And most of all, I have come so far in the past year. In stark contrast to the dark description above, my days are filled with joy as I attend classes, practice yoga, tutor struggling students, play with my dog, meet up with friends, and write this blog to inspire others who might just be at their lowest point with no hope to spare. In place of struggling, I am now recovering. My experience is a testament to the power of hope. I turned my life around. Now it’s your turn.

You can overcome, no matter why you are desperate.

You can find new direction, no matter how lost you are.

You can recover, no matter how far you may be.

If you are in pain, let me offer you hope:

Recovery is possible. Believe it.

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7 Responses to “Homeless to Healthy- A Testament to Recovery”

  1. Scarlett September 5, 2011 at 9:42 AM #

    This post is beautiful. Thank you so much for sharing your story!

    Although I’ve never been homeless, I’ve put myself in equally dangerous and stupid situations because of my ED. It can be so easy to lose hope when we find ourselves at rock bottom (or falling below what we thought WAS rock bottom)–it’s wonderful to hear a message of hope from someone who has climbed out of the hole eating disorders throw us into.

    Take care and keep fighting!

    • eodwyer September 5, 2011 at 9:54 AM #

      Yes, when I look back now, I can hardly believe that this wasn’t my rock bottom- that the ED was able to pull me even further down. Being homeless was far from my worst moment. I’m so glad you got some hope from the post and I hope that you are finding your way out of your own “hole.” ED’s cause so much suffering and I know that at the part of my life I’ve recalled here, I wish I could have believed in recovery.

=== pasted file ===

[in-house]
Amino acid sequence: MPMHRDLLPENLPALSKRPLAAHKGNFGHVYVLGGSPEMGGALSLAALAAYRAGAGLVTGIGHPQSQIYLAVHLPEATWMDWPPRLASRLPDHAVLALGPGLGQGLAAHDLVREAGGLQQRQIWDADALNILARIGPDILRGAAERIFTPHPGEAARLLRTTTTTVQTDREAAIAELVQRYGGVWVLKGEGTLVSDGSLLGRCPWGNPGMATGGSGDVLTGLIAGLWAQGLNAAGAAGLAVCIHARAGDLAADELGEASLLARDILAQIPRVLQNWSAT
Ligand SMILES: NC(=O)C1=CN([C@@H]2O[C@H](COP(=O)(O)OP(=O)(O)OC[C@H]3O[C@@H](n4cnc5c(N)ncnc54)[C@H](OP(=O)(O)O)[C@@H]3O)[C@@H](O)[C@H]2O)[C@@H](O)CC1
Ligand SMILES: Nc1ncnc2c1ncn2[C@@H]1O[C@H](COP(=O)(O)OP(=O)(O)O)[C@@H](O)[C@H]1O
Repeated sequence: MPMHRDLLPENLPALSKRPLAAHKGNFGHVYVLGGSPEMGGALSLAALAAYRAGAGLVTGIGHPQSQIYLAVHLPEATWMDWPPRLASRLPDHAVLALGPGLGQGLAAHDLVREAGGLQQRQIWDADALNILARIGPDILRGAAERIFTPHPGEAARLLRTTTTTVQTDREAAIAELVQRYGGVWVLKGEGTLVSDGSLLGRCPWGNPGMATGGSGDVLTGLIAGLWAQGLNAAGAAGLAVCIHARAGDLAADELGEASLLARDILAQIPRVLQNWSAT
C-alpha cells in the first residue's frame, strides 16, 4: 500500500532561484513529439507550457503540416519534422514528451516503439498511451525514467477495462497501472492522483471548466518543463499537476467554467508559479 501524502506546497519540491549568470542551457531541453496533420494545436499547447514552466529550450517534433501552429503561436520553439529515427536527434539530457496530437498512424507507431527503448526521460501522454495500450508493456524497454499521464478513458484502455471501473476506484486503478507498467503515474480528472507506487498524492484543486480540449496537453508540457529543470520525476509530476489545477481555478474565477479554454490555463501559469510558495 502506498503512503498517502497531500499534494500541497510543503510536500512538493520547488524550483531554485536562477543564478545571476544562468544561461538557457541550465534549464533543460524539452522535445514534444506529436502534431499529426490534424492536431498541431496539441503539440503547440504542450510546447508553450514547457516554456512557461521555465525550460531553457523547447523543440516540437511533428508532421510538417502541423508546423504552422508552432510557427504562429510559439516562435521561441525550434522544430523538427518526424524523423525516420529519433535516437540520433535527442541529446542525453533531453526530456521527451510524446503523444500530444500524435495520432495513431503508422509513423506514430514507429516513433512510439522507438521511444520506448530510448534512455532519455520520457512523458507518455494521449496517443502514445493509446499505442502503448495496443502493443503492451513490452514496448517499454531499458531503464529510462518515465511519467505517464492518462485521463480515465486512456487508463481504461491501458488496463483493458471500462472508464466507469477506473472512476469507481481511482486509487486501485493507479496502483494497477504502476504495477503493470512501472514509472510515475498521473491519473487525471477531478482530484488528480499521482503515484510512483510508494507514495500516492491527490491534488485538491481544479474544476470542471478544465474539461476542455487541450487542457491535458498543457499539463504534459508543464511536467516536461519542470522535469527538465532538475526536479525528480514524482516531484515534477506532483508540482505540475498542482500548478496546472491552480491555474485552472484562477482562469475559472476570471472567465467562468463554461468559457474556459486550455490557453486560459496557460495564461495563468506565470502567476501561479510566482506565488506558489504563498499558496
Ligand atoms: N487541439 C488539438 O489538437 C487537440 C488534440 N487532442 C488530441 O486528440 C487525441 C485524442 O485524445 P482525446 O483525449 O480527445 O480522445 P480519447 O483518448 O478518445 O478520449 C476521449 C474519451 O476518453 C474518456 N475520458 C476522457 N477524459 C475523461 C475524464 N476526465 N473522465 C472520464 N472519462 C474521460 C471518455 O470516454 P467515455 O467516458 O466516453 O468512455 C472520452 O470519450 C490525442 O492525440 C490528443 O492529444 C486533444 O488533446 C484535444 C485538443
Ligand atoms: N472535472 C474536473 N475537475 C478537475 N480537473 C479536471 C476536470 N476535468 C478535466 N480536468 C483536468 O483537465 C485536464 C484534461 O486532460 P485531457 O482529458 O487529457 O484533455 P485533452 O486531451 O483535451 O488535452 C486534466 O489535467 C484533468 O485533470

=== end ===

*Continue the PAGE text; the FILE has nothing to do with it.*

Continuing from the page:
I took a look at your blog and will continue to read it. You give such a raw and honest viewpoint on EDs that is refreshing. Hope you continue reading mine!

  2. servetheworld September 6, 2011 at 6:36 PM #

    Sometime it takes us hitting rock bottom to realize there is hope. My mom told me once I hit rock bottom, it was new, it was a fresh start and the best news was, it was only up from here! I am taking joy step by step and each day finding more and more to be grateful for… life and hope being the two are the forefront. You are a beautiful writer and I encourage you to keep being a light to others. Your words have made me feel as though you are sometimes in my head, haha! That’s a gift! Keep encouraging others and I wish you the best on your way to recovery, THERE IS HOPE (I am actually getting this tattooed on my foot so that I never forget!)

    Love and blessings,
    Chloe`

    • eodwyer September 6, 2011 at 7:35 PM #

      Hey girl!
      I tried to take a look at your blog, but wordpress says it no longer exists. I’ll have to check again soon. I’m so glad you are finding your footing and joy again… sometimes that is so hard, to take that first step! Similar wishes to you-best on your road to recovery and let me know how the tattoo works out! Thanks for reading!

      Erin

      • servetheworld September 7, 2011 at 8:14 PM #

        haha that one is REEEEEALLY outdated! I now use slipperyleaves.blogspot.com if you ever want to stop by 🙂

  3. menia September 29, 2011 at 12:06 PM #

    what a beautiful post. Thanks you so much for sharing your experiences and your stories. Sometimes we can’t believe that the downfall will stop and that we ‘ll be able to find what we are looking for. Even i don’t know you, i’m very proud of you. 🙂

    • eodwyer September 30, 2011 at 8:01 AM #

      Thanks so much! It’s true, isn’t it? We never do believe that it life can go up, so we stay on the same path and continue going down. Sometimes it takes believing in yourself to make change!